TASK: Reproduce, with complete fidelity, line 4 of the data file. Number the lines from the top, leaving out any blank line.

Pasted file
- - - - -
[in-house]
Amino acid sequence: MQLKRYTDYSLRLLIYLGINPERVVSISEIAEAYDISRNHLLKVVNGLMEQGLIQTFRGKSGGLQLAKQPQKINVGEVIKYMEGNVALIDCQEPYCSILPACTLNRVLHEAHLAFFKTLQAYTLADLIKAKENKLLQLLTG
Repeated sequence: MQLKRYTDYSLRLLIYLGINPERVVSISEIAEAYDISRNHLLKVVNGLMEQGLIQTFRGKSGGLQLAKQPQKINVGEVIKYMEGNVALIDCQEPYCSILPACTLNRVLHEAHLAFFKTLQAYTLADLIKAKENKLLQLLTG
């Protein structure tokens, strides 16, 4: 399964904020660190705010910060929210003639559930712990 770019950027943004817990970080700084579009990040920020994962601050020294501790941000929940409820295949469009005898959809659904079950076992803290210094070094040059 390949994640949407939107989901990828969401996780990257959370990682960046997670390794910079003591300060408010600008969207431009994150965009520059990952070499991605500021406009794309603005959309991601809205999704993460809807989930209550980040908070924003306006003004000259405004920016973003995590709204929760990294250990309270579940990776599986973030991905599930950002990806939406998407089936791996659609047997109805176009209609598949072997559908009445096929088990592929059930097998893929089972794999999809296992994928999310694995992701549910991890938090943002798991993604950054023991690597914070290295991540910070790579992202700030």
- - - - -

């Protein structure tokens, strides 16, 4: 399964904020660190705010910060929210003639559930712990 770019950027943004817990970080700084579009990040920020994962601050020294501790941000929940409820295949469009005898959809659904079950076992803290210094070094040059 390949994640949407939107989901990828969401996780990257959370990682960046997670390794910079003591300060408010600008969207431009994150965009520059990952070499991605500021406009794309603005959309991601809205999704993460809807989930209550980040908070924003306006003004000259405004920016973003995590709204929760990294250990309270579940990776599986973030991905599930950002990806939406998407089936791996659609047997109805176009209609598949072997559908009445096929088990592929059930097998893929089972794999999809296992994928999310694995992701549910991890938090943002798991993604950054023991690597914070290295991540910070790579992202700030």